The hackers also install a so-called backdoor into in-store payment machines, ensuring a foothold even if the machines crash or are reset. And they continue to tweak the malware to add functions and make it less detectable to security researchers.

Security experts say antivirus software alone will not prevent these attacks. They recommend companies take what is called a "defense in depth" approach, layering different technologies and empowering security professionals to monitor systems for unusual behavior.

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Among the report's recommendations: Companies should limit the number of people with access to its systems; require long, complex passwords that cannot be easily cracked, and lock accounts after repeated login requests.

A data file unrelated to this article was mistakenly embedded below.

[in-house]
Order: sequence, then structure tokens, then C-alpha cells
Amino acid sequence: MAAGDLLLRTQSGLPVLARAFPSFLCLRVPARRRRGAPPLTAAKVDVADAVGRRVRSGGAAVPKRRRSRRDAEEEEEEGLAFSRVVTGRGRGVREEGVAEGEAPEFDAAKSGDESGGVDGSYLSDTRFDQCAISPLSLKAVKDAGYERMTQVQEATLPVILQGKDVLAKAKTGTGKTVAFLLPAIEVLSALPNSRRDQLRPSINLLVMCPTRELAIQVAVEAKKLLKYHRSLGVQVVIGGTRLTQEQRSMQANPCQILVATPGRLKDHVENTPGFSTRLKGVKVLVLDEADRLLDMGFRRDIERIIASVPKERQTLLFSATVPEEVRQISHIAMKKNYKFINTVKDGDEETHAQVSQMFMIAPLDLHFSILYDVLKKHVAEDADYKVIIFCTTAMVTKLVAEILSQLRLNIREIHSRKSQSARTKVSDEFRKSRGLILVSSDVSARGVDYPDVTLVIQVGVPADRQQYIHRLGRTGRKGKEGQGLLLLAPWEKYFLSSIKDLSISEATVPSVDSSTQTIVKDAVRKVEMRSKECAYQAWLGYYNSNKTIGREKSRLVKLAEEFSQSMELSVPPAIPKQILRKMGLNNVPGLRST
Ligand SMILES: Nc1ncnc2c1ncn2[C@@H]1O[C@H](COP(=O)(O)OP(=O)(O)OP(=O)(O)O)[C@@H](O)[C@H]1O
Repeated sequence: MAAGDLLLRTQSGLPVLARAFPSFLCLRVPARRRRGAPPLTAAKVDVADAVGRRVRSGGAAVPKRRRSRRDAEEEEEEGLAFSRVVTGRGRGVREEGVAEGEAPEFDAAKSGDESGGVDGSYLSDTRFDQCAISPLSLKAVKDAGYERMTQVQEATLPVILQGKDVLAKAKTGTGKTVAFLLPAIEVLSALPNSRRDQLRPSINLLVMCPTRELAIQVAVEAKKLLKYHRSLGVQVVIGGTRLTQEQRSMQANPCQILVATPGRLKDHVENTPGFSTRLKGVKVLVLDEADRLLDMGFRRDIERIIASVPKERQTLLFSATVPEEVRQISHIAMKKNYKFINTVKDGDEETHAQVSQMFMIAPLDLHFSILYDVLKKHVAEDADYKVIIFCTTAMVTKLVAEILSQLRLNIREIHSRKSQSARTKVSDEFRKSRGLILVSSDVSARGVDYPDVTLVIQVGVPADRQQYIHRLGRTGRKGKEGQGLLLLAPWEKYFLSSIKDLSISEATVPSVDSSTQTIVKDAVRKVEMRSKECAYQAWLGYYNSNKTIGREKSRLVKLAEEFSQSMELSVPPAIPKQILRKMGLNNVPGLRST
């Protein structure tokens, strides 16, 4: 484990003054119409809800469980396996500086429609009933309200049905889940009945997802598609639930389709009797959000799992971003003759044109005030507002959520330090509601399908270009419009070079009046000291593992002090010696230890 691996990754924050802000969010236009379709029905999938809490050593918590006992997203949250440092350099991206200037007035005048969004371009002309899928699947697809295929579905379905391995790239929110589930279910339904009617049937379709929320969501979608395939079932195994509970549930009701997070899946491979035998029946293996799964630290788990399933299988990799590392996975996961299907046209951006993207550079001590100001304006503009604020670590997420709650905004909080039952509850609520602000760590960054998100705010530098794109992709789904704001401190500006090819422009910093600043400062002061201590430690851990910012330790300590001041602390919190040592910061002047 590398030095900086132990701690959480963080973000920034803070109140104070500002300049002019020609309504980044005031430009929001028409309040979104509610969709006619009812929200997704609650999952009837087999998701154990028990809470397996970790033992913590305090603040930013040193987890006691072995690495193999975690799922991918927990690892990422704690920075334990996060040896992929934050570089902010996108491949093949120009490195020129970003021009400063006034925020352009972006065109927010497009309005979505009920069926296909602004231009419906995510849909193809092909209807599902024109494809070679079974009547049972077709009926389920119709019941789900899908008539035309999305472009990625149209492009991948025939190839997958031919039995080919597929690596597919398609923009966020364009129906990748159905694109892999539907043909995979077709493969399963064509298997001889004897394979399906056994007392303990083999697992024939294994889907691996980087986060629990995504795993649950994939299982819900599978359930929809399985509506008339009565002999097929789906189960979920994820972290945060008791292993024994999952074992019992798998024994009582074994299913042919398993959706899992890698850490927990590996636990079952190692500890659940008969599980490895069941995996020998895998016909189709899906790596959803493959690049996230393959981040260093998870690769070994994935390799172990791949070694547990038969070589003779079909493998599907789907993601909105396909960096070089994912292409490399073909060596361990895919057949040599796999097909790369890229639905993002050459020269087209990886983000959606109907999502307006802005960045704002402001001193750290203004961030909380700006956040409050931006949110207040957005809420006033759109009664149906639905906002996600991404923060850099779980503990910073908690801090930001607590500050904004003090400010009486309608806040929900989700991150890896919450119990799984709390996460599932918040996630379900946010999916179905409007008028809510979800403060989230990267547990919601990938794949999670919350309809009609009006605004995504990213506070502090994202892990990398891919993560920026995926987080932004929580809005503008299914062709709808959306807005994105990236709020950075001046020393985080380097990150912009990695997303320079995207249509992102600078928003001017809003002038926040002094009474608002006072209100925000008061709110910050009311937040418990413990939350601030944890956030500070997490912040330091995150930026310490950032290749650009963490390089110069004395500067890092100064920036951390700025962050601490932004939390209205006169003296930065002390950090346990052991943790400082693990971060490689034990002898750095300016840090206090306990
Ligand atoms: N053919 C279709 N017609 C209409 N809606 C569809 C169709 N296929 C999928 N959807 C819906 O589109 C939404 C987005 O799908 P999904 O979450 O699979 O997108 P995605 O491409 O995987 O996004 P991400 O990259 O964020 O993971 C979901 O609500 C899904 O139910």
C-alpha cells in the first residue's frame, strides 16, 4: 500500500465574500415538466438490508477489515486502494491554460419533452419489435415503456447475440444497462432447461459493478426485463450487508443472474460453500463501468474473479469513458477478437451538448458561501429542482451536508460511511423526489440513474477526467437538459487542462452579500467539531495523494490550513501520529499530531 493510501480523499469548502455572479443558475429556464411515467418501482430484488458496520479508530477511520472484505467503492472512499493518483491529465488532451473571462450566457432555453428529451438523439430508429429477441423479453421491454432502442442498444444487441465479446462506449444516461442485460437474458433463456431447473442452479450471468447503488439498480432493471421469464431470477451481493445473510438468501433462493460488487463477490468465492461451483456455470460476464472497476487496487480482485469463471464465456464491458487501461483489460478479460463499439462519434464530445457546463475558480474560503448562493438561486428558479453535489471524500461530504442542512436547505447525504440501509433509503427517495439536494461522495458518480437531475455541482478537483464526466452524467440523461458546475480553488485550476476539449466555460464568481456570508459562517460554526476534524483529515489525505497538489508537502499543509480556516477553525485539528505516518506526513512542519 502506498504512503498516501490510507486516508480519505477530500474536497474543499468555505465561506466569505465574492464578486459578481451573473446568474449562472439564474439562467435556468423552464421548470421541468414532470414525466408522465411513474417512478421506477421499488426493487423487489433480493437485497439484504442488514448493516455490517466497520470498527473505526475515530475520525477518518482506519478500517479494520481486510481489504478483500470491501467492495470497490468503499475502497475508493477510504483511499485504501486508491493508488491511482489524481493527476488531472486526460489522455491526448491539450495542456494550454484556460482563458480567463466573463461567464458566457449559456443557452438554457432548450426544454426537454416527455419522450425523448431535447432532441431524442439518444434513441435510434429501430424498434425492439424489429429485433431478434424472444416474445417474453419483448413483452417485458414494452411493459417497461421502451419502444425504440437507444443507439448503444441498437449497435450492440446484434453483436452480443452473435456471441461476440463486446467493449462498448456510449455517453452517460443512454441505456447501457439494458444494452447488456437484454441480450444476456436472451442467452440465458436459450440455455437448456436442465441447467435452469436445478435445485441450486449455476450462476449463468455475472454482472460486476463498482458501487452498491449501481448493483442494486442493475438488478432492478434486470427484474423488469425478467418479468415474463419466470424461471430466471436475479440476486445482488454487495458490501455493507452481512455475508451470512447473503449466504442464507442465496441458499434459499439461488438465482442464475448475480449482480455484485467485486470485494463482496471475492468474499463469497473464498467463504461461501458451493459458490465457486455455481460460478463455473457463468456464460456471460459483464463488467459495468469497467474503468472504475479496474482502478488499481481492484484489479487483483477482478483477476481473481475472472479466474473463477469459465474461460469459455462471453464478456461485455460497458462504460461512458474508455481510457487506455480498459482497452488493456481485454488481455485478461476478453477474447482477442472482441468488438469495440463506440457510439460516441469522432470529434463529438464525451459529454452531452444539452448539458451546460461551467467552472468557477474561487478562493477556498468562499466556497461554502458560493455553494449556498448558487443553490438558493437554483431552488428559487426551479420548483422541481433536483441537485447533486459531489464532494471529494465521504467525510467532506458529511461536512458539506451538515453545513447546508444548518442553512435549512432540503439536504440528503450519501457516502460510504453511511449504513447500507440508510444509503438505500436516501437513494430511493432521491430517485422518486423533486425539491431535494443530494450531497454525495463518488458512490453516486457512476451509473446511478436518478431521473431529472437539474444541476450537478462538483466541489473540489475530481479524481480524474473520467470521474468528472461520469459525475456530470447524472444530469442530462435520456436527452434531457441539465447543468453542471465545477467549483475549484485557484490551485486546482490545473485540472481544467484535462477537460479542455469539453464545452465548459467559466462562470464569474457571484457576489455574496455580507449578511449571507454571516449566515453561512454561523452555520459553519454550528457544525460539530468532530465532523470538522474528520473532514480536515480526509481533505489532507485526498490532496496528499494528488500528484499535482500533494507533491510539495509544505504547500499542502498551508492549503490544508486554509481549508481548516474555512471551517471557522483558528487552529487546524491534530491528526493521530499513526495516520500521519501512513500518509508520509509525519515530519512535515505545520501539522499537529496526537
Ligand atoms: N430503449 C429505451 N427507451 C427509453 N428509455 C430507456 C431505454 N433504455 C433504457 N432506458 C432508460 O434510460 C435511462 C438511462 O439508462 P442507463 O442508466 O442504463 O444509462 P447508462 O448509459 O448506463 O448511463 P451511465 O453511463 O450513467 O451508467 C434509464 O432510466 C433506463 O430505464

The report also suggests segregating crucial systems like in-store payment systems from the corporate network and making "two factor authentication"— a process by which employees must enter a second, one-time password in addition to their usual credentials — the status quo.

The report also recommends encrypting customers' payment data from the moment their cards are swiped at the store, logging all network activity and deploying security systems that can alert staff to unusual behavior, like a server communicating with a strange computer in Russia.

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At Target, Mr. Maiorino said he planned to build a security program as tough as what was expected from military contractors.

"All of the same tools and techniques that nation states are using for attacks have been commoditized and are available for sale in the black market," Mr. Maiorino said. "And for the right amount of money you can go out and create a cybercrime ring at a relatively low cost."

By Nicole Perlroth of The New York Times